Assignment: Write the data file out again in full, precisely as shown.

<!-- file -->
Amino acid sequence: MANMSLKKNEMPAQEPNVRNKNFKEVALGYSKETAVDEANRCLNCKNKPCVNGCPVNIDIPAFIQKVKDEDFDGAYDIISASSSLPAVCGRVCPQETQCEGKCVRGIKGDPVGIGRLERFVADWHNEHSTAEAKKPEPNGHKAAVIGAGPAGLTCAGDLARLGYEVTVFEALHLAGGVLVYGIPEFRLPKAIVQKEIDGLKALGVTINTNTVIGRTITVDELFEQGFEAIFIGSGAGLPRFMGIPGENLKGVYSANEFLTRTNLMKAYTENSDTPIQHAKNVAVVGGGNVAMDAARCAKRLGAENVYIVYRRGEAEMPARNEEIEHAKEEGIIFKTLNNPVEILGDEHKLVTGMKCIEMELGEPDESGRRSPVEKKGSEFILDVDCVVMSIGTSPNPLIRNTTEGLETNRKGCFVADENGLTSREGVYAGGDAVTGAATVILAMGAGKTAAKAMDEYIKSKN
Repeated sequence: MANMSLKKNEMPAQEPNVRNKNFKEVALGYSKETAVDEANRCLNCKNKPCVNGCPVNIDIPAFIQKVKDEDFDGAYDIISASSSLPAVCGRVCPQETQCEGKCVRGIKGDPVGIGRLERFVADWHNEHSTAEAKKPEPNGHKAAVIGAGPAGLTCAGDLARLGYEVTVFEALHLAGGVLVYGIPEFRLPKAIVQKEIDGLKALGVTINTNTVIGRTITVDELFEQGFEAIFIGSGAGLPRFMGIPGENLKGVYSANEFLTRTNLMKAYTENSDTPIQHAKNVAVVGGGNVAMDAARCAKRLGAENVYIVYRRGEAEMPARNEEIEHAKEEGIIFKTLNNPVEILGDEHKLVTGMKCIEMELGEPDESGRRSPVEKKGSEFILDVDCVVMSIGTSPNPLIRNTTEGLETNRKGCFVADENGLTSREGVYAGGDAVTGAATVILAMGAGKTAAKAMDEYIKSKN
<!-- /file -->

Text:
Amino acid sequence: MANMSLKKNEMPAQEPNVRNKNFKEVALGYSKETAVDEANRCLNCKNKPCVNGCPVNIDIPAFIQKVKDEDFDGAYDIISASSSLPAVCGRVCPQETQCEGKCVRGIKGDPVGIGRLERFVADWHNEHSTAEAKKPEPNGHKAAVIGAGPAGLTCAGDLARLGYEVTVFEALHLAGGVLVYGIPEFRLPKAIVQKEIDGLKALGVTINTNTVIGRTITVDELFEQGFEAIFIGSGAGLPRFMGIPGENLKGVYSANEFLTRTNLMKAYTENSDTPIQHAKNVAVVGGGNVAMDAARCAKRLGAENVYIVYRRGEAEMPARNEEIEHAKEEGIIFKTLNNPVEILGDEHKLVTGMKCIEMELGEPDESGRRSPVEKKGSEFILDVDCVVMSIGTSPNPLIRNTTEGLETNRKGCFVADENGLTSREGVYAGGDAVTGAATVILAMGAGKTAAKAMDEYIKSKN
Repeated sequence: MANMSLKKNEMPAQEPNVRNKNFKEVALGYSKETAVDEANRCLNCKNKPCVNGCPVNIDIPAFIQKVKDEDFDGAYDIISASSSLPAVCGRVCPQETQCEGKCVRGIKGDPVGIGRLERFVADWHNEHSTAEAKKPEPNGHKAAVIGAGPAGLTCAGDLARLGYEVTVFEALHLAGGVLVYGIPEFRLPKAIVQKEIDGLKALGVTINTNTVIGRTITVDELFEQGFEAIFIGSGAGLPRFMGIPGENLKGVYSANEFLTRTNLMKAYTENSDTPIQHAKNVAVVGGGNVAMDAARCAKRLGAENVYIVYRRGEAEMPARNEEIEHAKEEGIIFKTLNNPVEILGDEHKLVTGMKCIEMELGEPDESGRRSPVEKKGSEFILDVDCVVMSIGTSPNPLIRNTTEGLETNRKGCFVADENGLTSREGVYAGGDAVTGAATVILAMGAGKTAAKAMDEYIKSKN